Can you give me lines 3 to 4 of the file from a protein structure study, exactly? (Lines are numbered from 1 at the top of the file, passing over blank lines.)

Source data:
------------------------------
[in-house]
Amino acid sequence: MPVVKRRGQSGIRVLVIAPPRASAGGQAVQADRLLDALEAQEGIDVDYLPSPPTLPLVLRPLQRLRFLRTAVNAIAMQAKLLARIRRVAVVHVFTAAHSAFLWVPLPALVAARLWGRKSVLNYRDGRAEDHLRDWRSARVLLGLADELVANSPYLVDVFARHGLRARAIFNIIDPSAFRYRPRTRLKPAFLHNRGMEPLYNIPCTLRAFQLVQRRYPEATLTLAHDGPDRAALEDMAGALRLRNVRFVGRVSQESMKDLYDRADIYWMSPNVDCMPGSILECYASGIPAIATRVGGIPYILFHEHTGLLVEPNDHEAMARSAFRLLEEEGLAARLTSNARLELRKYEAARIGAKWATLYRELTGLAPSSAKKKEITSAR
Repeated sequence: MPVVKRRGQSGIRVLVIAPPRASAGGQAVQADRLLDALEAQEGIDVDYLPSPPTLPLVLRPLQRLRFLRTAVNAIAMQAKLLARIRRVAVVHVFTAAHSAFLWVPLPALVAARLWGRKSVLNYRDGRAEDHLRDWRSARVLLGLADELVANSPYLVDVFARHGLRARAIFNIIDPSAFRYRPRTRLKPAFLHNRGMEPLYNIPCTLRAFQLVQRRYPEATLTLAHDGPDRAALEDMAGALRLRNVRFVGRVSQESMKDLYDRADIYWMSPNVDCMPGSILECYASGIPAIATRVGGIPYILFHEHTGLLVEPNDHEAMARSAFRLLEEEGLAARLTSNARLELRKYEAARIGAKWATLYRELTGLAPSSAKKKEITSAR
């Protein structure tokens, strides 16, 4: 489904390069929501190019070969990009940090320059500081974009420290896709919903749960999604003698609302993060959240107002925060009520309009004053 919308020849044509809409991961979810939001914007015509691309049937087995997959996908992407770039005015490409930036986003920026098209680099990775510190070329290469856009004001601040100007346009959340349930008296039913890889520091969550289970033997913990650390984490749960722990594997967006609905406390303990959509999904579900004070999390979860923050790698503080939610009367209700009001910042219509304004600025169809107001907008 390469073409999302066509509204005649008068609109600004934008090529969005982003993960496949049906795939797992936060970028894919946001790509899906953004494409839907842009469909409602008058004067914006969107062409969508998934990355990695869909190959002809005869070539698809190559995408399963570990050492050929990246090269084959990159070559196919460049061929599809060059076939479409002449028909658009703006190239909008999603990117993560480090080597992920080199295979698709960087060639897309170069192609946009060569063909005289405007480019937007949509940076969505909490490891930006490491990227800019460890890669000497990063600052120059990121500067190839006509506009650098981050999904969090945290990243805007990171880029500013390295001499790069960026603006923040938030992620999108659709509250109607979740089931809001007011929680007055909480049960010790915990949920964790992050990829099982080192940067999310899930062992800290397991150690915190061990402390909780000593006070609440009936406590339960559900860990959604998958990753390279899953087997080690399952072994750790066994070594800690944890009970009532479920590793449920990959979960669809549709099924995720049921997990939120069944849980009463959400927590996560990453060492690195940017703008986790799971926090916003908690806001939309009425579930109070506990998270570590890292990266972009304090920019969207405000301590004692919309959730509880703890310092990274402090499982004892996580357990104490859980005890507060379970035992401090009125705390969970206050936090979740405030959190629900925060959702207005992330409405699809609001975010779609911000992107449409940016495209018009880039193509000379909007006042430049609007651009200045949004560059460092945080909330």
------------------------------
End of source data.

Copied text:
Repeated sequence: MPVVKRRGQSGIRVLVIAPPRASAGGQAVQADRLLDALEAQEGIDVDYLPSPPTLPLVLRPLQRLRFLRTAVNAIAMQAKLLARIRRVAVVHVFTAAHSAFLWVPLPALVAARLWGRKSVLNYRDGRAEDHLRDWRSARVLLGLADELVANSPYLVDVFARHGLRARAIFNIIDPSAFRYRPRTRLKPAFLHNRGMEPLYNIPCTLRAFQLVQRRYPEATLTLAHDGPDRAALEDMAGALRLRNVRFVGRVSQESMKDLYDRADIYWMSPNVDCMPGSILECYASGIPAIATRVGGIPYILFHEHTGLLVEPNDHEAMARSAFRLLEEEGLAARLTSNARLELRKYEAARIGAKWATLYRELTGLAPSSAKKKEITSAR
């Protein structure tokens, strides 16, 4: 489904390069929501190019070969990009940090320059500081974009420290896709919903749960999604003698609302993060959240107002925060009520309009004053 919308020849044509809409991961979810939001914007015509691309049937087995997959996908992407770039005015490409930036986003920026098209680099990775510190070329290469856009004001601040100007346009959340349930008296039913890889520091969550289970033997913990650390984490749960722990594997967006609905406390303990959509999904579900004070999390979860923050790698503080939610009367209700009001910042219509304004600025169809107001907008 390469073409999302066509509204005649008068609109600004934008090529969005982003993960496949049906795939797992936060970028894919946001790509899906953004494409839907842009469909409602008058004067914006969107062409969508998934990355990695869909190959002809005869070539698809190559995408399963570990050492050929990246090269084959990159070559196919460049061929599809060059076939479409002449028909658009703006190239909008999603990117993560480090080597992920080199295979698709960087060639897309170069192609946009060569063909005289405007480019937007949509940076969505909490490891930006490491990227800019460890890669000497990063600052120059990121500067190839006509506009650098981050999904969090945290990243805007990171880029500013390295001499790069960026603006923040938030992620999108659709509250109607979740089931809001007011929680007055909480049960010790915990949920964790992050990829099982080192940067999310899930062992800290397991150690915190061990402390909780000593006070609440009936406590339960559900860990959604998958990753390279899953087997080690399952072994750790066994070594800690944890009970009532479920590793449920990959979960669809549709099924995720049921997990939120069944849980009463959400927590996560990453060492690195940017703008986790799971926090916003908690806001939309009425579930109070506990998270570590890292990266972009304090920019969207405000301590004692919309959730509880703890310092990274402090499982004892996580357990104490859980005890507060379970035992401090009125705390969970206050936090979740405030959190629900925060959702207005992330409405699809609001975010779609911000992107449409940016495209018009880039193509000379909007006042430049609007651009200045949004560059460092945080909330």